The success of many merchandised properties is based as much upon the endearing nature of their characters and personification as on the skill with which their commercial potential is identified and exploited. So when a character appears to "change", this perception may have profound ramifications. Perhaps it is for this reason that Michael Bond - creator of the popular Paddington Bear - has been reported in the BBC as having reacted to criticism over a decision to use the marmalade-loving bear in a TV advertisement for the love-it-or-loathe-it yeast-based Marmite spread.
Right: Paddington in experimental mode - the "P.B." on his case stands for "peanut butter" ...
So why, then, did Paddington and Co, the company that owns the rights to the bear's image, license his use in a Marmite ad? Said a company official:
"Unilever wanted to encourage people to try Marmite in their sandwiches, and they were looking for a character famous for eating sandwiches. The point of the advert is that Paddington always has marmalade in his sandwiches. He simply tries Marmite".The IPKat is reluctant to swallow this, since he is thinking of the damage that can be inflicted on Paddington's image in the eyes of kids who have been forced to eat Marmite by their parents and deeply detest it.
Left: here's something for Paddybear to try once he's finished with the regular Marmite.
Merpel notes the implication of the above quote: if Paddybear (i) always has marmalade and (ii) tries Marmite, he must have eaten a marmalade-and-Marmite sandwich.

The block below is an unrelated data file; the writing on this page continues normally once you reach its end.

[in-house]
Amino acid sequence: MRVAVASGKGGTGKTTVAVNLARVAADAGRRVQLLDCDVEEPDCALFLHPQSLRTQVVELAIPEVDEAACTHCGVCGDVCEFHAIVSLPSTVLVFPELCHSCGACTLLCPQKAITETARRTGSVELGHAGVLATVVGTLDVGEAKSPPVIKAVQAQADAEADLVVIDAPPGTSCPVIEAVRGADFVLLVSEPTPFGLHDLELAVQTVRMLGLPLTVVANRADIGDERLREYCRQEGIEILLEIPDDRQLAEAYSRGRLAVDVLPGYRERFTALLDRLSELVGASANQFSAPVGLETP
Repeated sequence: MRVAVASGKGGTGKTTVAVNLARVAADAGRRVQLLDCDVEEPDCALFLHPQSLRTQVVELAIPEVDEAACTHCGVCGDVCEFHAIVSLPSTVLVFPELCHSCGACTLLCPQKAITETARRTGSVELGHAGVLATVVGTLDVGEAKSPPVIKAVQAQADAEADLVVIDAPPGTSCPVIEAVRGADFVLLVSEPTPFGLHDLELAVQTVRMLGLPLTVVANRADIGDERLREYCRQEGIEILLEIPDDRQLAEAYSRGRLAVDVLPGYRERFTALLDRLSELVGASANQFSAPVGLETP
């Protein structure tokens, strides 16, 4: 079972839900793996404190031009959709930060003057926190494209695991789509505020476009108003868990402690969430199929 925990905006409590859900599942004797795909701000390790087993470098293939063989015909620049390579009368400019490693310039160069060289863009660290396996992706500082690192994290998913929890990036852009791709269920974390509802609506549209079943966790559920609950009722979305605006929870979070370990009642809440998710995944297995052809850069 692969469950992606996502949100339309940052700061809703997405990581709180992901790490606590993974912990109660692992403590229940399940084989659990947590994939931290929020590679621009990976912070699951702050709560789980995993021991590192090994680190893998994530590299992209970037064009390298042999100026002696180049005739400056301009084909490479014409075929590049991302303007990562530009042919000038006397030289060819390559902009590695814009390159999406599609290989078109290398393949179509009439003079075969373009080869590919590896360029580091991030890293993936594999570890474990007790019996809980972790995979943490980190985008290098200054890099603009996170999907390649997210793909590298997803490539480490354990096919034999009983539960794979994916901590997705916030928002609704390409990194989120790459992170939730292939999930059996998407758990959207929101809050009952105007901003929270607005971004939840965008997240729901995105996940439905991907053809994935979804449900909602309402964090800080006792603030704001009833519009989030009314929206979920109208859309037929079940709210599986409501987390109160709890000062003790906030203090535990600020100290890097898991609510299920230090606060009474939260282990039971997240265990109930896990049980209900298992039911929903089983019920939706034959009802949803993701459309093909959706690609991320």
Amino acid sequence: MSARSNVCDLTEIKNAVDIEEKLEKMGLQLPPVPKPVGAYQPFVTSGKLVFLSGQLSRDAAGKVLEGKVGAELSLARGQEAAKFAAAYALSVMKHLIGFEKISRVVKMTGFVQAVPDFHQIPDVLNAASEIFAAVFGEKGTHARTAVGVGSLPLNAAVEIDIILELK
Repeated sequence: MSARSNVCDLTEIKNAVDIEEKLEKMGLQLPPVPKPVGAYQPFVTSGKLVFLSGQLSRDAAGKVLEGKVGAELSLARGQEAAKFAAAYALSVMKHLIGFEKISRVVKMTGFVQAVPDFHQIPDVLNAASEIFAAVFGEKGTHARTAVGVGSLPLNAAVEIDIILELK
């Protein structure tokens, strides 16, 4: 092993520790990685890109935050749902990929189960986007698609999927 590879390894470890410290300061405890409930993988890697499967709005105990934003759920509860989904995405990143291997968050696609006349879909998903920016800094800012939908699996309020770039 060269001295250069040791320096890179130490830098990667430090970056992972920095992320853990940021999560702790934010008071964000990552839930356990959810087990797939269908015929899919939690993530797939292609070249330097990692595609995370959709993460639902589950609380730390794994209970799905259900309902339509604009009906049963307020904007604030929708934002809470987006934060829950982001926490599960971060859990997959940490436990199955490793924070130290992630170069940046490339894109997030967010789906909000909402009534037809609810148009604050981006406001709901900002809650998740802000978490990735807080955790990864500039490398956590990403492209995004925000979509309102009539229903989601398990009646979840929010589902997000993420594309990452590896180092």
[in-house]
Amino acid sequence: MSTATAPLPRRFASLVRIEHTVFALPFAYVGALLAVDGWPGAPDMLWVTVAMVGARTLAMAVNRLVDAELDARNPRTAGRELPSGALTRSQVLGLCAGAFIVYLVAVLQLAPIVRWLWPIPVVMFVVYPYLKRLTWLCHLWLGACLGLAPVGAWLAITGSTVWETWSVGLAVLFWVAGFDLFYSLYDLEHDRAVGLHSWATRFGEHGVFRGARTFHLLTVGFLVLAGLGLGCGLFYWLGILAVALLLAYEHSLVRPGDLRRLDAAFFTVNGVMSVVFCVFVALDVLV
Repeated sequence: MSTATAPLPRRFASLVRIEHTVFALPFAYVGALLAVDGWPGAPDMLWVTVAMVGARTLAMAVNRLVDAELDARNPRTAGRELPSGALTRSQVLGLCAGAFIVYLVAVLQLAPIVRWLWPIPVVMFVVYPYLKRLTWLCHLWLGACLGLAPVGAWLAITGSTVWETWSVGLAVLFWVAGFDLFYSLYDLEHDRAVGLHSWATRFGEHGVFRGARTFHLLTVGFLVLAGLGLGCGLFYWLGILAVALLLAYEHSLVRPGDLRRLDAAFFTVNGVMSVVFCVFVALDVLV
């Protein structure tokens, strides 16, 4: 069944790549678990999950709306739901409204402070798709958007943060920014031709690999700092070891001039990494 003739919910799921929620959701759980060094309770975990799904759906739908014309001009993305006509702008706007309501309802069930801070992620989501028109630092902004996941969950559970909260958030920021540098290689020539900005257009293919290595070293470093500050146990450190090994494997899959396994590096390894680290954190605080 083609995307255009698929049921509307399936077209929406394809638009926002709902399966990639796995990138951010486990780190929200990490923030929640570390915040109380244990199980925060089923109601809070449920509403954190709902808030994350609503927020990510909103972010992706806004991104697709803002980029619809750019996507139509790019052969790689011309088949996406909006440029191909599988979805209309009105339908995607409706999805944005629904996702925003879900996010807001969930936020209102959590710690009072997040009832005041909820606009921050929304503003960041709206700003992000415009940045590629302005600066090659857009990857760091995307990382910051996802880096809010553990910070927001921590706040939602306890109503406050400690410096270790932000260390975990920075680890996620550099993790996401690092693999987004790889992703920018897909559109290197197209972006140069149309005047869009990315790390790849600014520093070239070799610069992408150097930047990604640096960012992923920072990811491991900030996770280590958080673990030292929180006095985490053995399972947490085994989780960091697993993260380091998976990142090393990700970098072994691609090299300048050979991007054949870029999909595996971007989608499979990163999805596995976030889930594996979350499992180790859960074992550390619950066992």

Paddington Bear recipes here
Make your own Paddington Bear Mobile here
Meanwhile, definitely real but stranger than fiction character Paris Hilton is hitting the IP headlines again, according to this item which Tom Cowling (Swan Turton) slipped into the path of the oncoming IPKat. The fashion celebrity has just filed a lawsuit against greetings card manufacturers Hallmark, alleging that the company used an unauthorised image of her signature phrase "That's hot" on a series of its cards. The card on the right depicts "Paris' first day as a waitress": Hilton's face is superimposed on a cartoon body. This apparition hands a plate to a customer and warns: "Don't touch that, it's hot". The customer asks, "What's hot?" to which Hilton-as-waitress replies, "That's hot". The IPKat can't see what's funny about this. Neither, it seems, could Paris because she's asking for half a million dollars in damages plus injunctive relief. The IPKat awaits further development with unabated indifference.